The following is from Glendale-Crescenta V.O.I.C.E.
Volunteers Organized in Conserving the Environment
As many of you already know, on June 25th approximately one acre of the Verdugo Hills Golf Course was designated as a City of Los Angeles Historic-Cultural Monument to acknowledge and commemorate the Tuna Canyon Detention Station, a long forgotten World War II temporary detention facility that held Japanese, German, and Italian immigrants, Japanese-Peruvians, and others who were taken from their families after the bombing of Pearl Harbor on December 7, 1941.
Since the historic designation was granted, there have been a number of developments that are important for you to know about.
When the City Council unanimously passed the Tuna Canyon Detention Station motion, it also directed the Department of City Planning to convene a Working Group to explore appropriate ways to commemorate the site and to present recommendations to the Council. Ken Bernstein from the City’s Planning Department convened a group made up of representatives of the Japanese-American community, local community stakeholders and historians, the property owner/developer, and staff from Council District 7. This group met four times during the last two months.
At the first meeting, representatives of the developer, Snowball West Investments, LP, revealed there would be no public access to the designated monument site. The proposed residential development was planned as a gated community and the general public would not be permitted inside. We were told that relatives of those interned at Tuna Canyon might be given permission to visit the site if they telephoned ahead of time and arranged a visit. Otherwise the area designated in the City Council motion would be available only to those who lived within the development.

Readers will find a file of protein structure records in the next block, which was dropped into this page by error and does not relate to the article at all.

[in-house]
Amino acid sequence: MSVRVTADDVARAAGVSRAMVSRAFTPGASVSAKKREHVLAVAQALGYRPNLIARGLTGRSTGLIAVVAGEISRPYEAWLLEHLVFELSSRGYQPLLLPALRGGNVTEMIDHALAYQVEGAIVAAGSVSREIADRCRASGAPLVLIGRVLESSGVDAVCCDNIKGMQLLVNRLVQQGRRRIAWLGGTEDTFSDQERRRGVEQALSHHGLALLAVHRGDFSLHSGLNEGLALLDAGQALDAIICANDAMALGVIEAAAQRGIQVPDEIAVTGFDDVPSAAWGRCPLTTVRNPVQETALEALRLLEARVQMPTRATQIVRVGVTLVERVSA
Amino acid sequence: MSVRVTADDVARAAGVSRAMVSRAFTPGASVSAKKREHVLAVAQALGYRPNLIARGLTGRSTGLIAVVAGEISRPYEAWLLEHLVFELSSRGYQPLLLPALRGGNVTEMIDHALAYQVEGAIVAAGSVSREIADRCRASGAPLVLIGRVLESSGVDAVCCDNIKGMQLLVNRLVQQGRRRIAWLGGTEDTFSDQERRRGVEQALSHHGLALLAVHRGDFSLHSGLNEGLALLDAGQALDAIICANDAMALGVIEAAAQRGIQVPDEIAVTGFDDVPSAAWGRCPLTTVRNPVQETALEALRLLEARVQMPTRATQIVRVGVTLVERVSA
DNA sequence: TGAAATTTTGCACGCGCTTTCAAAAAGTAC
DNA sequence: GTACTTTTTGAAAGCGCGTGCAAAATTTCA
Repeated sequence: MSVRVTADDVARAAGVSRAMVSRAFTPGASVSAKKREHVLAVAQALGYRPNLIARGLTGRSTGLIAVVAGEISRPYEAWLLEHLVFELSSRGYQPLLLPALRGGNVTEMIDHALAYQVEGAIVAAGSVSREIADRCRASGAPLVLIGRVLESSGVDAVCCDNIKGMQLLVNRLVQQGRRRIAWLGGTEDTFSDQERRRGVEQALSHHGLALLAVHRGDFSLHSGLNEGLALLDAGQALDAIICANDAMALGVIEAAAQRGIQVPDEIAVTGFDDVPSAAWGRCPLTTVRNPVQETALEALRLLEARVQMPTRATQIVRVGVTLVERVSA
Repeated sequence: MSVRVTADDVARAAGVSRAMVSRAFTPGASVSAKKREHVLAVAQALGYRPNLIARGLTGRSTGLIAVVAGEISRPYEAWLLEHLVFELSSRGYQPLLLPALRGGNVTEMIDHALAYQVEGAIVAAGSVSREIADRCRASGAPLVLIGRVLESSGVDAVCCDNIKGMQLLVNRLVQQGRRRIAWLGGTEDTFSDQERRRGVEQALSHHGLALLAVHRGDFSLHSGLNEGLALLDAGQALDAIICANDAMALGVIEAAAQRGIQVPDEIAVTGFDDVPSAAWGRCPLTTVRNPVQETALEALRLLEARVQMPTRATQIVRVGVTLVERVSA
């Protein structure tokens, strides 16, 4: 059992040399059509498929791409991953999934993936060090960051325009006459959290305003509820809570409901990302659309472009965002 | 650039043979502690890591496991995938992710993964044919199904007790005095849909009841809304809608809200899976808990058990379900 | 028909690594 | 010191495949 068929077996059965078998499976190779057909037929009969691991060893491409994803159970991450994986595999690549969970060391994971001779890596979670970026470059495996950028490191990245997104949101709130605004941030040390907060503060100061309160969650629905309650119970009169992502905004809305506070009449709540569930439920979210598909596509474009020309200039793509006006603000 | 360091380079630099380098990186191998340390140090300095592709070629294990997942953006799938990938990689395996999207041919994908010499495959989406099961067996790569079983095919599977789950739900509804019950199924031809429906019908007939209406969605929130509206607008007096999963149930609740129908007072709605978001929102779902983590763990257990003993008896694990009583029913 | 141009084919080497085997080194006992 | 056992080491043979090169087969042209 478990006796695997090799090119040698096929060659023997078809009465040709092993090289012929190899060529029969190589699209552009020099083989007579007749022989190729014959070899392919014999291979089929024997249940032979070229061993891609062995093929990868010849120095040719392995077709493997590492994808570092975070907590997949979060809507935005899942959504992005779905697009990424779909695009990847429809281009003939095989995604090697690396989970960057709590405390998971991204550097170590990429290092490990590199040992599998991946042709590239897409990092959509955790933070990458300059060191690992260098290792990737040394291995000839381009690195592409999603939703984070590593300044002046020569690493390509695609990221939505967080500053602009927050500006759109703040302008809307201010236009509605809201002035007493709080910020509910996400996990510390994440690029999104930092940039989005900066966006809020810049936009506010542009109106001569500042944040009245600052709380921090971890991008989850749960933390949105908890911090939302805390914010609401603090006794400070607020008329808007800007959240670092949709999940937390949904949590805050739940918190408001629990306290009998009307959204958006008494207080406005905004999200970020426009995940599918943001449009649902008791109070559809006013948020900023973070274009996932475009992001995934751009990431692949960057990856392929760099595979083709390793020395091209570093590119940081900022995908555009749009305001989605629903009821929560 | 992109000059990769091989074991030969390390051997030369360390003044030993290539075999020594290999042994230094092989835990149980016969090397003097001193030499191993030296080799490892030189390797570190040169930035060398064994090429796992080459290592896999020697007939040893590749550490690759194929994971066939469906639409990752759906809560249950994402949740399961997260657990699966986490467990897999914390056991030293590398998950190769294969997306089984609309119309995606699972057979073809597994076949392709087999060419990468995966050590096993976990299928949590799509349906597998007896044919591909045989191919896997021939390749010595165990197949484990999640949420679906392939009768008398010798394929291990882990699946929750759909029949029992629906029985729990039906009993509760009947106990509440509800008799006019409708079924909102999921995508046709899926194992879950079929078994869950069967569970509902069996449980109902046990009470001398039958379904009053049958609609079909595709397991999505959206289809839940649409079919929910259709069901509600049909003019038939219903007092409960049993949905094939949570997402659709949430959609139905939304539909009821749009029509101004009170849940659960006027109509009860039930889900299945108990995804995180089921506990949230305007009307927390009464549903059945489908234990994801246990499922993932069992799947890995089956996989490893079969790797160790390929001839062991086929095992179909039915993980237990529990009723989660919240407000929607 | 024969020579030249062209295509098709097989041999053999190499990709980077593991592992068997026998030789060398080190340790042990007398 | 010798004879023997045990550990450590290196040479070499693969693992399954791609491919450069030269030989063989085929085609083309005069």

This came as a shock to all those who felt public access was absolutely essential to a meaningful commemorative site and that the monument should be placed where the Camp had actually existed. Being shut out was a surprise because during the series of hearings at City Hall, the developer’s representative repeatedly said that the designated area had already been set aside by the owner and there was no need for the City to grant Historic-Cultural Monument status. The representative never mentioned that the site would be closed to the public.
Ironically lack of public access reminds us that some seventy years ago the Tuna Canyon Detention Station was fenced and gated, its prisoners locked inside. Now the developer was proposing to fence a portion of the site, this time with people locked out.
In early July, a Coalition of community members, including many from the Japanese-American, Italian-American, and German-American communities, Little Landers Historical Society, Sunland-Tujunga Neighborhood Council, Crescenta-Glendale V.O.I.C.E. [Volunteers Organized in Conserving the Environment], Save the Golf Course Committee, Sunland-Tujunga Alliance, and other local community members met to work on developing a vision for the memorial that included public access.
Members of V.O.I.C.E., who were serving as part of the Coalition, came to believe that if the proposed housing development would not provide public access to the monument, then the 2008 Regional Park Plan developed by V.O.I.C.E. President, Richard Toyon, certainly could. That plan featured a 58-acre regional park that included the golf course and driving range, and added such amenities as tennis courts, a banquet hall, stormwater infrastructure, and recognition of the site’s historic significance including the Tongva village of Wiqanga and the Tuna Canyon Detention Station. V.O.I.C.E. also understood that such a project would require purchasing the property from the owner. We were told at the time, and on several occasions since then, that the owner is a willing seller.